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Crome Yellow - eBook

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<p>A social satire of the British literati in the years following World War I, <em>Crome Yellow</em> focuses on a comical cast of outlandish characters who have gathered in the small town of Crome on the country estate of Henry Wimbush. In addition to the party's host and his attractive niece, Anne, there's Mr. Scogan, who's planning a &quot;Rational State,&quot; much like the one Huxley describes in his 1932 classic, <em>Brave New World</em>; Denis Stone, a sensitive poet haplessly in love with Anne; and Mr. Barbecu-Smith, who writes 1,500 publishable words an hour — an admirable feat under most circumstances.<br />Berating post-Victorian standards of morality, Huxley's first novel is &quot;intrinsically amusing and ingenious … a completely accurate piece of observation.&quot; — <em>The Spectator</em><br />&quot;The merit of Huxley's comedy is that it becomes always more amusing as it grows.&quot; — <em>The London Times Literary Supplement</em><br />&quot;Fine satirical writing … unflaggingly delightful.&quot; — <em>Bookman</em></p>

Customer Review Snapshot

3.5 out of 5 stars
18 total reviews
5 stars
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Most helpful positive review
Words - I wonder if you can realize how much I love them. You are too much preoccupied with mere things and ideas and people to understand the full beauty of words. Your mind is not a literary mind.Goodreads is but a sea of possibilities, rife with points of contact albeit drifting and bobbing. Too often I don't hear the calls across the foamy expanses. It is with relief and gratitude that I thank Jim Paris for suggesting this novel. Crome Yellow is Huxley's first novel. It has wit and snark. It overflows with pain and self-deprecation. It takes place in a place called Crome. It involves a bank holiday and there are references to oysters.

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A social satire of the British literati in the years following World War I, Crome Yellow focuses on a comical cast of outlandish characters who have gathered in the small town of Crome on the country estate of Henry Wimbush. In addition to the party's host and his attractive niece, Anne, there's Mr. Scogan, who's planning a "Rational State," much like the one Huxley describes in his 1932 classic, Brave New World; Denis Stone, a sensitive poet haplessly in love with Anne; and Mr. Barbecu-Smith, who writes 1,500 publishable words an hour — an admirable feat under most circumstances.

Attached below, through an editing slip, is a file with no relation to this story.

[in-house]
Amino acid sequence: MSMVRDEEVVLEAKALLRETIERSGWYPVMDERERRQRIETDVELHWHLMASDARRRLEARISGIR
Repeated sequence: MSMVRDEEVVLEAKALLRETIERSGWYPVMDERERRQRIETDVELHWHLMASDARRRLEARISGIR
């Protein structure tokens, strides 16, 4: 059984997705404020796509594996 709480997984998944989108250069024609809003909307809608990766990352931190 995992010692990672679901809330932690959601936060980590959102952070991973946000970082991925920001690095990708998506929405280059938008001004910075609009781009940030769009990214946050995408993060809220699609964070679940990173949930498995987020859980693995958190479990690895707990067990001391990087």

Berating post-Victorian standards of morality, Huxley's first novel is "intrinsically amusing and ingenious … a completely accurate piece of observation." — The Spectator
"The merit of Huxley's comedy is that it becomes always more amusing as it grows." — The London Times Literary Supplement
"Fine satirical writing … unflaggingly delightful." — Bookman

Crome Yellow - eBook

Specifications

Read This On
Android,Ereader,Desktop,IOS,Windows
Is Downloadable Content Available
Y
Digital Reader Format
Epub (Yes)
Language
en
Publisher
Kobo
Author
Aldous Huxley
ISBN-13
9780486166704
ISBN-10
0486166708

Customer Reviews

5 stars
1
4 stars
10
3 stars
4
2 stars
3
1 star
0
Most helpful positive review
Words - I wonder if yo...
Words - I wonder if you can realize how much I love them. You are too much preoccupied with mere things and ideas and people to understand the full beauty of words. Your mind is not a literary mind.Goodreads is but a sea of possibilities, rife with points of contact albeit drifting and bobbing. Too often I don't hear the calls across the foamy expanses. It is with relief and gratitude that I thank Jim Paris for suggesting this novel. Crome Yellow is Huxley's first novel. It has wit and snark. It overflows with pain and self-deprecation. It takes place in a place called Crome. It involves a bank holiday and there are references to oysters.